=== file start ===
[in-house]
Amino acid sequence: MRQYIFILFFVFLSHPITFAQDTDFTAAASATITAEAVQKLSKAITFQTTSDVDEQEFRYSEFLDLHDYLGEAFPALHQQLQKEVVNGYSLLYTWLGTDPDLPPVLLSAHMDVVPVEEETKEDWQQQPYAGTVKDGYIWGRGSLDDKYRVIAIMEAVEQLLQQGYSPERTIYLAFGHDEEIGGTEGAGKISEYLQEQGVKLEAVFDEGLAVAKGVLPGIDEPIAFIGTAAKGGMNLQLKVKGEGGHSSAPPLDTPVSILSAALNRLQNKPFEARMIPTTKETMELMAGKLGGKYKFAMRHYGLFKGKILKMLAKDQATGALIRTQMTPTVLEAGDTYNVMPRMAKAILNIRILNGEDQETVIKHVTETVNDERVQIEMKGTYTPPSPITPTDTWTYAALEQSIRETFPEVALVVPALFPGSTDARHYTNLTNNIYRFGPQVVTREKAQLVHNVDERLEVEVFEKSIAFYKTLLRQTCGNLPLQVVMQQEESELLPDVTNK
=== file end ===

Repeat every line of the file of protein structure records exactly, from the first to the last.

[in-house]
Amino acid sequence: MRQYIFILFFVFLSHPITFAQDTDFTAAASATITAEAVQKLSKAITFQTTSDVDEQEFRYSEFLDLHDYLGEAFPALHQQLQKEVVNGYSLLYTWLGTDPDLPPVLLSAHMDVVPVEEETKEDWQQQPYAGTVKDGYIWGRGSLDDKYRVIAIMEAVEQLLQQGYSPERTIYLAFGHDEEIGGTEGAGKISEYLQEQGVKLEAVFDEGLAVAKGVLPGIDEPIAFIGTAAKGGMNLQLKVKGEGGHSSAPPLDTPVSILSAALNRLQNKPFEARMIPTTKETMELMAGKLGGKYKFAMRHYGLFKGKILKMLAKDQATGALIRTQMTPTVLEAGDTYNVMPRMAKAILNIRILNGEDQETVIKHVTETVNDERVQIEMKGTYTPPSPITPTDTWTYAALEQSIRETFPEVALVVPALFPGSTDARHYTNLTNNIYRFGPQVVTREKAQLVHNVDERLEVEVFEKSIAFYKTLLRQTCGNLPLQVVMQQEESELLPDVTNK